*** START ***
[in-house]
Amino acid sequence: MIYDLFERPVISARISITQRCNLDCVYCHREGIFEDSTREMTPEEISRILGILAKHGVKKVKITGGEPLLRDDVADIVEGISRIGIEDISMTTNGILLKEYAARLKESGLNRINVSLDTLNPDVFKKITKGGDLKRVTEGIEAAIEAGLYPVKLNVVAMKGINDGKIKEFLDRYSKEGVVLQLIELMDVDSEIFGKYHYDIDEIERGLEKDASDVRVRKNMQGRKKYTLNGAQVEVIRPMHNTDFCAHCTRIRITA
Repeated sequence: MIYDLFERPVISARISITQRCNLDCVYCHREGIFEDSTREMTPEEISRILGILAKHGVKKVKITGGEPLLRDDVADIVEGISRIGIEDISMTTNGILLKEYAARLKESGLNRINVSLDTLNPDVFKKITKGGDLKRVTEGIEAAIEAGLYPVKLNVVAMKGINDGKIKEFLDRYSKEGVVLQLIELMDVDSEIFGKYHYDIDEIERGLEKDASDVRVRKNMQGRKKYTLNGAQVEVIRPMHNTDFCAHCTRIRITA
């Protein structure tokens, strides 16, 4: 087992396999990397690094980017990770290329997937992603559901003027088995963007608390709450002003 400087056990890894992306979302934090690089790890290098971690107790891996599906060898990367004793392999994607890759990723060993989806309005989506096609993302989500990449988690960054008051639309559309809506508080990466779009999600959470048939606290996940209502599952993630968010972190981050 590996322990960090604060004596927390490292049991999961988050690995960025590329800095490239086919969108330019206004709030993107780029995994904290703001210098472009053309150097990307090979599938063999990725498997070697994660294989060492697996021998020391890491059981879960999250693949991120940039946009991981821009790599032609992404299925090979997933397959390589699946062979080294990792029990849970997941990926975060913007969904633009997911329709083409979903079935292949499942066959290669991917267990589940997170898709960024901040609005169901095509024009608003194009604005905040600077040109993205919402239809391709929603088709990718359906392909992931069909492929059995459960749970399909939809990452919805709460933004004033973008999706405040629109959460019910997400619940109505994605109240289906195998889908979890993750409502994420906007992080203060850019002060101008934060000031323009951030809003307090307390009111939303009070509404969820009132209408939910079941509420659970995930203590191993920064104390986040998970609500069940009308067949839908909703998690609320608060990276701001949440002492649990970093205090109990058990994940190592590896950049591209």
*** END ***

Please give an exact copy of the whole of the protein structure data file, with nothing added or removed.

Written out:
[in-house]
Amino acid sequence: MIYDLFERPVISARISITQRCNLDCVYCHREGIFEDSTREMTPEEISRILGILAKHGVKKVKITGGEPLLRDDVADIVEGISRIGIEDISMTTNGILLKEYAARLKESGLNRINVSLDTLNPDVFKKITKGGDLKRVTEGIEAAIEAGLYPVKLNVVAMKGINDGKIKEFLDRYSKEGVVLQLIELMDVDSEIFGKYHYDIDEIERGLEKDASDVRVRKNMQGRKKYTLNGAQVEVIRPMHNTDFCAHCTRIRITA
Repeated sequence: MIYDLFERPVISARISITQRCNLDCVYCHREGIFEDSTREMTPEEISRILGILAKHGVKKVKITGGEPLLRDDVADIVEGISRIGIEDISMTTNGILLKEYAARLKESGLNRINVSLDTLNPDVFKKITKGGDLKRVTEGIEAAIEAGLYPVKLNVVAMKGINDGKIKEFLDRYSKEGVVLQLIELMDVDSEIFGKYHYDIDEIERGLEKDASDVRVRKNMQGRKKYTLNGAQVEVIRPMHNTDFCAHCTRIRITA
């Protein structure tokens, strides 16, 4: 087992396999990397690094980017990770290329997937992603559901003027088995963007608390709450002003 400087056990890894992306979302934090690089790890290098971690107790891996599906060898990367004793392999994607890759990723060993989806309005989506096609993302989500990449988690960054008051639309559309809506508080990466779009999600959470048939606290996940209502599952993630968010972190981050 590996322990960090604060004596927390490292049991999961988050690995960025590329800095490239086919969108330019206004709030993107780029995994904290703001210098472009053309150097990307090979599938063999990725498997070697994660294989060492697996021998020391890491059981879960999250693949991120940039946009991981821009790599032609992404299925090979997933397959390589699946062979080294990792029990849970997941990926975060913007969904633009997911329709083409979903079935292949499942066959290669991917267990589940997170898709960024901040609005169901095509024009608003194009604005905040600077040109993205919402239809391709929603088709990718359906392909992931069909492929059995459960749970399909939809990452919805709460933004004033973008999706405040629109959460019910997400619940109505994605109240289906195998889908979890993750409502994420906007992080203060850019002060101008934060000031323009951030809003307090307390009111939303009070509404969820009132209408939910079941509420659970995930203590191993920064104390986040998970609500069940009308067949839908909703998690609320608060990276701001949440002492649990970093205090109990058990994940190592590896950049591209």